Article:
According to the National Institutes of Health (NIH) in 2007 a total of 23.5 million, or 10.7 percent, of all people aged 20 years or older in the US have diabetes at a cost of $174 billion.1a  The vast majority of this diabetes is type-2 diabetes, caused by over-nutrition from the rich Western diet, and the associated weight gain. Eighty-four percent of diabetics are on medications (insulin and/or oral).1a Born in the year 2000, a male child’s lifetime risk of developing type-2 diabetes is nearly 33%, and a female’s risk will be 39% when following the Western diet.2 The escalating incidence of type-2 diabetes clearly indicates that current efforts at prevention and treatment are failing. The reason for this failure is the almost exclusive emphasis on drug therapies, and the lack of efforts to address the dietary and lifestyle causes and treatments of type-2 diabetes.

The Failure of Non-emergency Diabetic Medications

Diabetic medications are approved by the FDA for market based upon their ability to lower blood sugar levels, not based on any improvements in the quality or quantity of the patients’ lives.3 In a major study, a popular diabetic medication, Avandia (rosiglitazone), given at a dosage of 4 mg twice daily, on average, decreased hemoglobin A1c levels by 1.5 percentage points, reduced fasting plasma sugar by 76 mg/dL (4.22 mmol/L), and reduced insulin resistance by 25%.4 These improved numbers should have meant healthier patients, but they didn’t.  On May 21, 2007 the New York Times reported, “…patients taking Avandia had 66 percent more heart attacks, 39 percent more strokes and 20 percent more deaths from cardiovascular-related problems.”5,6  Since 1972, the Physicians Desk Reference (PDR) descriptions of most diabetic pills have included two paragraphs in heavy black print that begin with: “Special Warning on Increased Risk of Cardiovascular Mortality.” This warning is because a very commonly prescribed oral medication, called sulfonylurea, increases the risk of cardiovascular death by 2˝ times compared to diet treatment alone.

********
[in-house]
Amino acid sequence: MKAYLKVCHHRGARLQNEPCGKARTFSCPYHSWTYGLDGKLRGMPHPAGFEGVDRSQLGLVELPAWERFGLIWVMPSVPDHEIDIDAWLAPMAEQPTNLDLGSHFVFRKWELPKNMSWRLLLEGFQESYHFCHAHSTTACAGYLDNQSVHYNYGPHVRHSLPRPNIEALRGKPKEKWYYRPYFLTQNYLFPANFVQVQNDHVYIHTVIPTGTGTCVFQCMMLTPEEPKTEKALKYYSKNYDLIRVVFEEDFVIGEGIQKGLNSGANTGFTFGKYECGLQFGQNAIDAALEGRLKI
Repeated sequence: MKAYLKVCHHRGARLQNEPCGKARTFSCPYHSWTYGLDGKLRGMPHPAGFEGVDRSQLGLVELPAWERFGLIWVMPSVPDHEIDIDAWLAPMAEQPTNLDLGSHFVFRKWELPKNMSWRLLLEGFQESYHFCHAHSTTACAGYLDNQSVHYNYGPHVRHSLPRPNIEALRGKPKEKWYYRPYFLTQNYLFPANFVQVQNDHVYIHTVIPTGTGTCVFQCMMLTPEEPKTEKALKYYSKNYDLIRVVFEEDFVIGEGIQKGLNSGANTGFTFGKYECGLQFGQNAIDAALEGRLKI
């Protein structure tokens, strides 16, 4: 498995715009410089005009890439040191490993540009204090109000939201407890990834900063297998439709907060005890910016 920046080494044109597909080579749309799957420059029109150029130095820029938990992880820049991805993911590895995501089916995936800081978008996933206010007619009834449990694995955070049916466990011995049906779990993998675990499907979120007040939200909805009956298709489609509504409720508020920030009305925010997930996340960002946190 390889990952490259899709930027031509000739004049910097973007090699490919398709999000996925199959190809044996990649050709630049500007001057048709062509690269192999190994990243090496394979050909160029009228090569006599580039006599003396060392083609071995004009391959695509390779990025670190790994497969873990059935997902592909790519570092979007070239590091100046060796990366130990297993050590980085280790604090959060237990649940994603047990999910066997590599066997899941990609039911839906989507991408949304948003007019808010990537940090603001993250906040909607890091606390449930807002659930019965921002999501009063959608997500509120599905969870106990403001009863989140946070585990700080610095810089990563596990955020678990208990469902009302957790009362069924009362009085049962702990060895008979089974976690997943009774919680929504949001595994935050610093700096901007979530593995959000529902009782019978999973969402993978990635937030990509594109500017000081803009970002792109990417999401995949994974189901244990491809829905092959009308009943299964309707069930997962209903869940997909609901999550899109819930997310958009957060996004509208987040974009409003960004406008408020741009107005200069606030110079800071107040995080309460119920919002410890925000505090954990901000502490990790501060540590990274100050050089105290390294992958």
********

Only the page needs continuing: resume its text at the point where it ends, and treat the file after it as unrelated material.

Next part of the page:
Mediations (oral and injectable) for type-2 diabetes are prescribed aggressively by physicians with the unfounded belief that better control of blood sugar will result in better long-term outcomes for the patients. All six major studies published over the past 13 years have shown otherwise. Three major studies published between 1996 and 2000 found more weight gain, higher cholesterol, triglycerides, and blood pressure; and more heart disease, stroke, and/or death with “aggressive” treatment compared to less treatment.7-9

This past year, 2008, three landmark studies, ACCORD, ADVANCE, and VADT, were published in the New England Journal of Medicine.  All three showed aggressive treatment does more harm than good.10-12 On February 6, 2008 the National Heart, Lung, and Blood Institute (NHLBI), stopped the ACCORD study (Action to Control Cardiovascular Risk in Diabetes) when results showed that intensive treatment of diabetics increases the risk of dying compared to those patients treated less aggressively.13 Patients in the intensive group were oftentimes taking four shots of insulin and three pills daily, and checking their blood-sugar levels four times a day.10

The Veterans Affairs Diabetes Trial (VADT) was based on 1791 military veterans with type-2 diabetes.12 Patients were assigned to receive either intensive- or standard-glucose control and studied for 5.6 years.  The intensive-therapy reduced their hemoglobin A1c levels to 6.9%; compared to 8.4% in the standard-therapy group. A weight gain of 18 pounds occurred with the intensive-treatment, compared to 9 pounds with standard-therapy. There were 95 deaths from any cause in the standard-therapy group and 102 in the intensive-therapy group. In the intensive-therapy group, the number of sudden deaths was nearly three times the number of those in the standard-therapy group (11 vs. 4). More patients in the intensive-therapy group had at least one serious adverse event, predominantly hypoglycemia, than in the standard-therapy group.

The Efficacy of Diet-therapy